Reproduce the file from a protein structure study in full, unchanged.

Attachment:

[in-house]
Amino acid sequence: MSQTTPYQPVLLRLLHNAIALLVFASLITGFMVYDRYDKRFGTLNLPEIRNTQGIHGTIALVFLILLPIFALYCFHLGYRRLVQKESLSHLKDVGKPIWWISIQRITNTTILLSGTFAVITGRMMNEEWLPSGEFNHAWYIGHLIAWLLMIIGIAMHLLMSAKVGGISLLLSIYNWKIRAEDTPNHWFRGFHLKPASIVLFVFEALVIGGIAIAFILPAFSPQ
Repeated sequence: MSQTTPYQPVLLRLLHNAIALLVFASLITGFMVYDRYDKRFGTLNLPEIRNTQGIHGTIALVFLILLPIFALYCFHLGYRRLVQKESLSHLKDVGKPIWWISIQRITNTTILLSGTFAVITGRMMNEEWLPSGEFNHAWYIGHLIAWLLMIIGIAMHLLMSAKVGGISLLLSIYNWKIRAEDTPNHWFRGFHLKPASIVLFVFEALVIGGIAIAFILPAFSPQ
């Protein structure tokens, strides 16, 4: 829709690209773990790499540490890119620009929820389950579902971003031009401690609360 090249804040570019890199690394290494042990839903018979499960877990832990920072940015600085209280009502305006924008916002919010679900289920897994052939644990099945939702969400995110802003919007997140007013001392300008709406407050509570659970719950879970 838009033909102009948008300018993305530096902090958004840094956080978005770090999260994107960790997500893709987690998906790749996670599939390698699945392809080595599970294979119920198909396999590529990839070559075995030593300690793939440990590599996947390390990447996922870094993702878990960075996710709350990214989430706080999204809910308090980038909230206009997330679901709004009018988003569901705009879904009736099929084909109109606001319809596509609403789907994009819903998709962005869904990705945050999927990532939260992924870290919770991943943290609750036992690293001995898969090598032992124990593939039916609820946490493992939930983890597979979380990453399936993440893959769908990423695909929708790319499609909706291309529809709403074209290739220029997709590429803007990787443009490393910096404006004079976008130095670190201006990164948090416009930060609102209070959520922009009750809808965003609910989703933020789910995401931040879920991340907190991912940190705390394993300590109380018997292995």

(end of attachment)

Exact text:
[in-house]
Amino acid sequence: MSQTTPYQPVLLRLLHNAIALLVFASLITGFMVYDRYDKRFGTLNLPEIRNTQGIHGTIALVFLILLPIFALYCFHLGYRRLVQKESLSHLKDVGKPIWWISIQRITNTTILLSGTFAVITGRMMNEEWLPSGEFNHAWYIGHLIAWLLMIIGIAMHLLMSAKVGGISLLLSIYNWKIRAEDTPNHWFRGFHLKPASIVLFVFEALVIGGIAIAFILPAFSPQ
Repeated sequence: MSQTTPYQPVLLRLLHNAIALLVFASLITGFMVYDRYDKRFGTLNLPEIRNTQGIHGTIALVFLILLPIFALYCFHLGYRRLVQKESLSHLKDVGKPIWWISIQRITNTTILLSGTFAVITGRMMNEEWLPSGEFNHAWYIGHLIAWLLMIIGIAMHLLMSAKVGGISLLLSIYNWKIRAEDTPNHWFRGFHLKPASIVLFVFEALVIGGIAIAFILPAFSPQ
């Protein structure tokens, strides 16, 4: 829709690209773990790499540490890119620009929820389950579902971003031009401690609360 090249804040570019890199690394290494042990839903018979499960877990832990920072940015600085209280009502305006924008916002919010679900289920897994052939644990099945939702969400995110802003919007997140007013001392300008709406407050509570659970719950879970 838009033909102009948008300018993305530096902090958004840094956080978005770090999260994107960790997500893709987690998906790749996670599939390698699945392809080595599970294979119920198909396999590529990839070559075995030593300690793939440990590599996947390390990447996922870094993702878990960075996710709350990214989430706080999204809910308090980038909230206009997330679901709004009018988003569901705009879904009736099929084909109109606001319809596509609403789907994009819903998709962005869904990705945050999927990532939260992924870290919770991943943290609750036992690293001995898969090598032992124990593939039916609820946490493992939930983890597979979380990453399936993440893959769908990423695909929708790319499609909706291309529809709403074209290739220029997709590429803007990787443009490393910096404006004079976008130095670190201006990164948090416009930060609102209070959520922009009750809808965003609910989703933020789910995401931040879920991340907190991912940190705390394993300590109380018997292995």